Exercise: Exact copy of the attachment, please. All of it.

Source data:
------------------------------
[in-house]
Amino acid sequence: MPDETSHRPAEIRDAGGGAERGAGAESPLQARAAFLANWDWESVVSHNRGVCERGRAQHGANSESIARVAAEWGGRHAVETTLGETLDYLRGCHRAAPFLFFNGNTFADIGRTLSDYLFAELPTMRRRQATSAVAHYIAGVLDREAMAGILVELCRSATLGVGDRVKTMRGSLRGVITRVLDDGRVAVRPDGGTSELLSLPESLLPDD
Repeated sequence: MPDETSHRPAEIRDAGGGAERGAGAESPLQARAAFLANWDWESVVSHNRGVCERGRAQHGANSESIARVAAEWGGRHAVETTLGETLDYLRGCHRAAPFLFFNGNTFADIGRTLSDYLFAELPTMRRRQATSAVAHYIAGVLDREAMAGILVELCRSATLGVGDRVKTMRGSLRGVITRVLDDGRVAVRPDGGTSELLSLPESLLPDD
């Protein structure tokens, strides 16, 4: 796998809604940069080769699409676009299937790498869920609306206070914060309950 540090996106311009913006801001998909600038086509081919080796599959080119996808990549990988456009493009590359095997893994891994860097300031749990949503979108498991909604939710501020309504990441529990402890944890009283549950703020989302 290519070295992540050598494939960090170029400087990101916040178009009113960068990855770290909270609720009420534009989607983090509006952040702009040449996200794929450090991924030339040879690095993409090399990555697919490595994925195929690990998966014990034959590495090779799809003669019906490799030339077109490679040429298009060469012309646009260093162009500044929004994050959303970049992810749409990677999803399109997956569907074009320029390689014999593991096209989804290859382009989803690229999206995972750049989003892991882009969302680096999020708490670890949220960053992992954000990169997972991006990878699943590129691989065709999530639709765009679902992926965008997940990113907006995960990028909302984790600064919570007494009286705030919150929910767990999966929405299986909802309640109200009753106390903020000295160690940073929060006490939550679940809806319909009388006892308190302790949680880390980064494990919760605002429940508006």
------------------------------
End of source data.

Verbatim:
[in-house]
Amino acid sequence: MPDETSHRPAEIRDAGGGAERGAGAESPLQARAAFLANWDWESVVSHNRGVCERGRAQHGANSESIARVAAEWGGRHAVETTLGETLDYLRGCHRAAPFLFFNGNTFADIGRTLSDYLFAELPTMRRRQATSAVAHYIAGVLDREAMAGILVELCRSATLGVGDRVKTMRGSLRGVITRVLDDGRVAVRPDGGTSELLSLPESLLPDD
Repeated sequence: MPDETSHRPAEIRDAGGGAERGAGAESPLQARAAFLANWDWESVVSHNRGVCERGRAQHGANSESIARVAAEWGGRHAVETTLGETLDYLRGCHRAAPFLFFNGNTFADIGRTLSDYLFAELPTMRRRQATSAVAHYIAGVLDREAMAGILVELCRSATLGVGDRVKTMRGSLRGVITRVLDDGRVAVRPDGGTSELLSLPESLLPDD
């Protein structure tokens, strides 16, 4: 796998809604940069080769699409676009299937790498869920609306206070914060309950 540090996106311009913006801001998909600038086509081919080796599959080119996808990549990988456009493009590359095997893994891994860097300031749990949503979108498991909604939710501020309504990441529990402890944890009283549950703020989302 290519070295992540050598494939960090170029400087990101916040178009009113960068990855770290909270609720009420534009989607983090509006952040702009040449996200794929450090991924030339040879690095993409090399990555697919490595994925195929690990998966014990034959590495090779799809003669019906490799030339077109490679040429298009060469012309646009260093162009500044929004994050959303970049992810749409990677999803399109997956569907074009320029390689014999593991096209989804290859382009989803690229999206995972750049989003892991882009969302680096999020708490670890949220960053992992954000990169997972991006990878699943590129691989065709999530639709765009679902992926965008997940990113907006995960990028909302984790600064919570007494009286705030919150929910767990999966929405299986909802309640109200009753106390903020000295160690940073929060006490939550679940809806319909009388006892308190302790949680880390980064494990919760605002429940508006």